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WIC Food Packages: Time for a Change The process of revising the food packages also called for the committee to be flexible in its approach to the overall set of packages. When considering how to promote breastfeeding (Criterion 3), for example, the committee did not focus on the new mothers only. Instead, the committee considered the relative value of the food packages for breastfeeding mother/infant pairs compared to the value of the food package for non-breastfeeding mother/ infant pairs. PRIORITY FOOD GROUPS AND NUTRIENTS Foods and nutrients of highest priority, either because of inadequate or excessive intake levels, were identified in Phase I of the study. As discussed in Chapter 2—Nutrient and Food Priorities—the committee used three types of evidence in identifying priority foods and nutrients: (1) food choices and dietary patterns of WIC-eligible subgroups relative to the report of the Dietary Guidelines Advisory Committee (DHHS/USDA, 2004) and other dietary guidance; (2) results from an analysis of the nutrient adequacy of the WIC categorical subgroups; and (3) published information on nutrition-related health outcomes. The results of the committee’s analyses of nutrient intakes based on data from the Continuing Survey of Food Intakes by Individuals (CSFII) 1994–1998 were presented in a preliminary report (IOM, 2004b). After the preliminary report was published, the committee undertook additional nutrient analyses to analyze selected nutrients more thoroughly. The set of analyses of nutrient intakes used to support the nutrient priorities are in Appendix B—Nutrient Profiles of Current and Revised Food Packages. Table 2-10 of Chapter 2—Nutrient and Food Priorities—summarizes the nutrient and food group priorities for revising the WIC food packages. The following is a brief summary of the priorities for change highlighted in Table 2-10. Food group priorities—Increase the consumption of fruits and vegetables, whole grains, and fat-reduced milk (for children 2 years and older and women); limit intakes of foods with added sugars, saturated fat, cholesterol, and trans fatty acids1; promote breastfeeding of infants; introduce complementary foods at about six months of age; limit juice intake to recommended amounts; and delay introduction of cow’s milk until 1 year of age. Nutrient priorities because of inadequate intakes—No priority to increase nutrient intakes of formula-fed infants under 1 year of age; increase in- 1   The term trans fatty acids refers to unsaturated fatty acids that contain at least one double bond in the trans configuration (that is, with carbon atoms on opposite sides of the longitudinal axis of the double bond).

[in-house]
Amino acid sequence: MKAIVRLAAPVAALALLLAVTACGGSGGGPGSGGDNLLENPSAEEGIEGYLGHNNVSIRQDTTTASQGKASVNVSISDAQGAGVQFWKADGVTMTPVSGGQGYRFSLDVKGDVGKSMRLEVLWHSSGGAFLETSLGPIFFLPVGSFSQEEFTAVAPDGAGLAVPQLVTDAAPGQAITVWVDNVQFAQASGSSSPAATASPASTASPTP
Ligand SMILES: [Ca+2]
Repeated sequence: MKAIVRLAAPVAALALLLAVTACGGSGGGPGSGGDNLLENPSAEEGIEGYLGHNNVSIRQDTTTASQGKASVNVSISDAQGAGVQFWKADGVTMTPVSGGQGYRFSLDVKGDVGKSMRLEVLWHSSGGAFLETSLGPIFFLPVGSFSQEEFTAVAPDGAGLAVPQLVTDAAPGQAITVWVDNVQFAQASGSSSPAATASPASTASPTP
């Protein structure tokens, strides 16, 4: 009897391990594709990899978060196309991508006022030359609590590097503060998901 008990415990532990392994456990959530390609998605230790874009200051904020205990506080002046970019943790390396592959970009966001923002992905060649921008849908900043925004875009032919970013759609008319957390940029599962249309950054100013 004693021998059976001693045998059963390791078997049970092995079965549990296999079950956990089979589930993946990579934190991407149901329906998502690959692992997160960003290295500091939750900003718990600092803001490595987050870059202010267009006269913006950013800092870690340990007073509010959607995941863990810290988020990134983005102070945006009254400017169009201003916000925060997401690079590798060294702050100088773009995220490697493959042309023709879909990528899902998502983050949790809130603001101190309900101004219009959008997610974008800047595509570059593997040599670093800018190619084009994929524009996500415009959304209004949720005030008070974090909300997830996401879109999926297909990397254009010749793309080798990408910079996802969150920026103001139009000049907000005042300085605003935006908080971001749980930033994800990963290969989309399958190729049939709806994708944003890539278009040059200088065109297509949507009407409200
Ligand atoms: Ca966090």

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WIC Food Packages: Time for a Change take of iron and zinc for breast-fed infants 6 through 11 months; increase intake of iron, potassium, vitamin E, and fiber for children 1 through 4 years; increase intake of calcium, iron, magnesium, potassium, vitamin A, vitamin D, vitamin E, vitamin C, vitamin B6, folate, and fiber for adolescent and adult women of reproductive age. Nutrient priorities because of excessive intakes—Decrease intake of zinc and preformed vitamin A for formula-fed infants under 1 year of age and children ages 1 through 4 years; decrease intake of food energy and sodium for children beginning at age 2 years and for women; and decrease intake of total fat for women. Limit saturated fat, cholesterol, trans fat, and added sugars for children beginning at age 2 years and for women. COMPARING CURRENT FOOD PACKAGES WITH DIETARY GUIDANCE The committee examined how the current WIC food packages compare with dietary guidance provided by the Dietary Guidelines for Americans 2005 (DHHS/USDA, 2005) for those 2 years and older and by widely accepted dietary guidance from professional groups for infants and children younger than 2 years. Table 3-1 summarizes the most recent dietary guidance that is related to foods in current WIC food packages. For example, one can see that the inclusion of dried beans and peas in the current food packages is consistent with dietary guidance to consume dried peas and beans. In other cases (e.g., lack of specification of the type of milk, lack of promotion of whole grains), the correspondence with dietary guidance is weaker. In several cases, the maximum number of servings provided by the current WIC food packages exceeds the number of servings recommended. For example, several packages provide more than the recommended amount of milk or milk products, and packages for infants and young children exceed recommendations for juice. Currently, the WIC food packages contribute no vegetables except (1) the option of dried peas and beans rather than peanut butter and (2) carrots for breastfeeding women. The packages provide no whole fruits for any participants. Whole grain cereals are among the choices available to participants, but participants may select refined grains if they prefer. CONSIDERING PUBLIC COMMENTS The committee considered all of the many public comments it received directly and those that had been submitted to USDA (as shown schematically in Figure 3-1). (See also section in Chapter 1—Introduction and Background—Many Stakeholders Are Calling for Change.) Public comments